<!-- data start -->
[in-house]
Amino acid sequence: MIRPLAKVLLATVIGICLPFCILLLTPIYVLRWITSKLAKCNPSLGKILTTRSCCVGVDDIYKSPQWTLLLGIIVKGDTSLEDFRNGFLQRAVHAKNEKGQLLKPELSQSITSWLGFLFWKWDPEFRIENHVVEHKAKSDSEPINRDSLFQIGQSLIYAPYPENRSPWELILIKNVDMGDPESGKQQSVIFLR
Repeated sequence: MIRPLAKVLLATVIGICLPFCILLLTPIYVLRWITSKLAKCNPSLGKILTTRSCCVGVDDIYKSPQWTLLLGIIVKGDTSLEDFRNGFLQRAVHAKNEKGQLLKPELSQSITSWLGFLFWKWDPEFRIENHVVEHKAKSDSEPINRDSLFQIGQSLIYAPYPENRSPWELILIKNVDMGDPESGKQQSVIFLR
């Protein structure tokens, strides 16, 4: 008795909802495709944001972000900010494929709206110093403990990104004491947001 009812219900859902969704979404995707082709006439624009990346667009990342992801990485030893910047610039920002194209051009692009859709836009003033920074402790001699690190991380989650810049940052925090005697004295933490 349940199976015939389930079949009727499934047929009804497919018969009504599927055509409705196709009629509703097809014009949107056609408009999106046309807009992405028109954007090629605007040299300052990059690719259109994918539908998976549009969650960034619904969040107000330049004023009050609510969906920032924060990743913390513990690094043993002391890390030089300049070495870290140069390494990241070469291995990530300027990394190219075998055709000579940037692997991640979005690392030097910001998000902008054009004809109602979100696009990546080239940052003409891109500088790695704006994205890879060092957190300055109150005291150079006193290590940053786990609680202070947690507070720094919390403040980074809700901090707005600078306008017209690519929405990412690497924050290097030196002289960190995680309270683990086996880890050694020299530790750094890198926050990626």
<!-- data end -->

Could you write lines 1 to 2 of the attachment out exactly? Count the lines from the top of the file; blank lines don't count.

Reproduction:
[in-house]
Amino acid sequence: MIRPLAKVLLATVIGICLPFCILLLTPIYVLRWITSKLAKCNPSLGKILTTRSCCVGVDDIYKSPQWTLLLGIIVKGDTSLEDFRNGFLQRAVHAKNEKGQLLKPELSQSITSWLGFLFWKWDPEFRIENHVVEHKAKSDSEPINRDSLFQIGQSLIYAPYPENRSPWELILIKNVDMGDPESGKQQSVIFLR